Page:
I guess it would be intelligent if it was able to pose new problems and seek out the answers to those problems based on methodologies it had come up with. This would be a truly useful machine. It would have to be able to learn about new fields, absorb the knowledge we already have, question us about our assumptions and, as I just said, pose new questions and seek their answers. Would it have to understand natural language? I don’t think so. Imagine an alien coming down to Earth, with whom we could only converse in some structured way: we would still consider the alien to be intelligent even if it ignored any questions we posed about its self.
What about a conscious machine? It would, I guess, need to be able to reflect upon itself, and its own thought processes. Maybe not conscious in the human sense though. We are only slightly conscious: we are unaware of the vast majority of the workings of our brains and bodies and only even aware of our own thoughts after those thoughts have already happened. A conscious machine, on the other hand, might be fully self-aware, able to reflect upon every aspect of its own internal workings. We would have to consider such an entity far more conscious than ourselves.
Does a conscious machine need emotions? It would probably need at least some drivers: to acquire more knowledge, say. This desire would be an emotion. Could it have positive emotions without negative ones? Could its emotions be separated from its physical parts and processes? Lots of interesting stuff here: how would we construct a robot mind?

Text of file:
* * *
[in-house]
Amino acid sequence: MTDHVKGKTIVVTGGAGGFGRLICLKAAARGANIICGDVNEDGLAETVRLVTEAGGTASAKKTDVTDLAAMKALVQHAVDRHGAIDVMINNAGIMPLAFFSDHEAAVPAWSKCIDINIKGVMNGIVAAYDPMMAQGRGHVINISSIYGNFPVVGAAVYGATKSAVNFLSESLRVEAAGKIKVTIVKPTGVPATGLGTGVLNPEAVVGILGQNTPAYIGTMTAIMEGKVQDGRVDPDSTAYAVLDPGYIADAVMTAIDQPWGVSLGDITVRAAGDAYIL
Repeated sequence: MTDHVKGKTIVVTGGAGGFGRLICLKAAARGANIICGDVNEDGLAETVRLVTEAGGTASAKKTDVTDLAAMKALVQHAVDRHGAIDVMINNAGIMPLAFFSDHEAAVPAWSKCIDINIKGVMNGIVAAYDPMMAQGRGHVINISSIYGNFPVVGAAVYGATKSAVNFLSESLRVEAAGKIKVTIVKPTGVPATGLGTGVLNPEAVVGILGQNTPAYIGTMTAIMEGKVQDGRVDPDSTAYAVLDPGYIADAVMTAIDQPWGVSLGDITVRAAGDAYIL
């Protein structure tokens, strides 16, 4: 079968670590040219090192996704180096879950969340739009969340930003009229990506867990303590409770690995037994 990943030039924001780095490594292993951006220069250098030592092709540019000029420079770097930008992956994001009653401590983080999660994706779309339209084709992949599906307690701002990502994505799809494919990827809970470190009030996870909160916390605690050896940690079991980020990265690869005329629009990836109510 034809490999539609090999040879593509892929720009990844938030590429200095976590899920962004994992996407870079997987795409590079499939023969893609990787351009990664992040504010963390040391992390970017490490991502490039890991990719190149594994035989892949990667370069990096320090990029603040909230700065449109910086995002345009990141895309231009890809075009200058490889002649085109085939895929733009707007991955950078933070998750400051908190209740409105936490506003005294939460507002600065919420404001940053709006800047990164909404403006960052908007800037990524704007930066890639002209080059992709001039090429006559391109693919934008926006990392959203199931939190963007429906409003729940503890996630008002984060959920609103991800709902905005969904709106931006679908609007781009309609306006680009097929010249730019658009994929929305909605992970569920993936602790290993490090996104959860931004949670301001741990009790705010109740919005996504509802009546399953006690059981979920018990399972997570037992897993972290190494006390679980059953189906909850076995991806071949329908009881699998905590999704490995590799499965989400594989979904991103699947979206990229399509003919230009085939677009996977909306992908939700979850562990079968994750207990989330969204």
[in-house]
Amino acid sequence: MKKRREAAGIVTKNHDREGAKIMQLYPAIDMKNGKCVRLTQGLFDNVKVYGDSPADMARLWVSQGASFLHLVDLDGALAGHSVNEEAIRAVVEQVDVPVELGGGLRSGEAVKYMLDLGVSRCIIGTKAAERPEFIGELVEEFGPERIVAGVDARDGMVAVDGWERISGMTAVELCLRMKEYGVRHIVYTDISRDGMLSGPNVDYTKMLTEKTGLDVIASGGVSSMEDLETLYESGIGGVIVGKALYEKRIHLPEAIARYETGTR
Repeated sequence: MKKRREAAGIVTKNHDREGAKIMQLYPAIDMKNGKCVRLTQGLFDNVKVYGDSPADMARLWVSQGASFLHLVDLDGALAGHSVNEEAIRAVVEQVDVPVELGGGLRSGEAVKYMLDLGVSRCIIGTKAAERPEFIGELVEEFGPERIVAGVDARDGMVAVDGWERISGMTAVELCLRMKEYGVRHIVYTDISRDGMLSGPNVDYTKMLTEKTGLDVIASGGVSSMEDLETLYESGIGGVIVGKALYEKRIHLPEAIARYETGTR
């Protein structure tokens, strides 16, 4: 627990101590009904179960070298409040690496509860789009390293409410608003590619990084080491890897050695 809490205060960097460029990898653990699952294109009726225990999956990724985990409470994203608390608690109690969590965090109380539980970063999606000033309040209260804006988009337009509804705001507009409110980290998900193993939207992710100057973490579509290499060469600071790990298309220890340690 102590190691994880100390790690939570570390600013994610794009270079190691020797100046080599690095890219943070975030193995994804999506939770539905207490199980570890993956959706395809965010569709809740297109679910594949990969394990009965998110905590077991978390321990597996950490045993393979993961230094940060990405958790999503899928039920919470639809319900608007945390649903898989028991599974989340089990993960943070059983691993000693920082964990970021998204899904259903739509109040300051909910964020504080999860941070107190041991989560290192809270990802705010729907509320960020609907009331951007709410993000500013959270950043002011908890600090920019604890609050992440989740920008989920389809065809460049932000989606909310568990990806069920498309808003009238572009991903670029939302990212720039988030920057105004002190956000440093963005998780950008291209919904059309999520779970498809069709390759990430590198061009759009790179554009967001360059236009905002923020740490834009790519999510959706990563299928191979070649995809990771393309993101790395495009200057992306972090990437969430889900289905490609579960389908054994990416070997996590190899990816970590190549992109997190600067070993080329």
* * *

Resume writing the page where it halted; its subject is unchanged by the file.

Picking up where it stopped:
Not an answer to the problem posed at the end of my previous post of this title. Not a lot at all in fact. Background will probably be longer than post.
Am reading Ted Chiang‘s ‘Story of your life‘ from his book, ‘Stories of your life and others‘ and was intrigued by the mention of the variational principle in physics and its apparent teleological character. So looked all this up on wikipedia (see previous links) and followed link from there to stuff on quantum mechanics and the paragraph:
The Copenhagen interpretation, due largely to the Danish theoretical physicist Niels Bohr, is the interpretation of quantum mechanics most widely accepted amongst physicists. According to it, the probabilistic nature of quantum mechanics predictions cannot be explained in terms of some other deterministic theory, and does not simply reflect our limited knowledge. Quantum mechanics provides probabilistic results because the physical universe is itself probabilistic rather than deterministic.
This led to my thinking that determinism is really only uni-directional (pretty much what I thought before but previous reasoning was based on the fact that we could never forecast the future since the forecasting would take longer to calculate than the future we were trying to forecast). But in a probabilistic universe, any given state of the universe can lead to a near-infinite number of future states because of that probabilistic nature. But once we are in that future state we can know that it was determined by the previous state.
I still don’t think this has anything to do with choice and responsibility. Personal choice cannot be squeezed out of the gaps in quantum probabilities and these would have the same effect on responsibility as a deterministic universe. Don’t think this gets me anywhere but worth slapping down.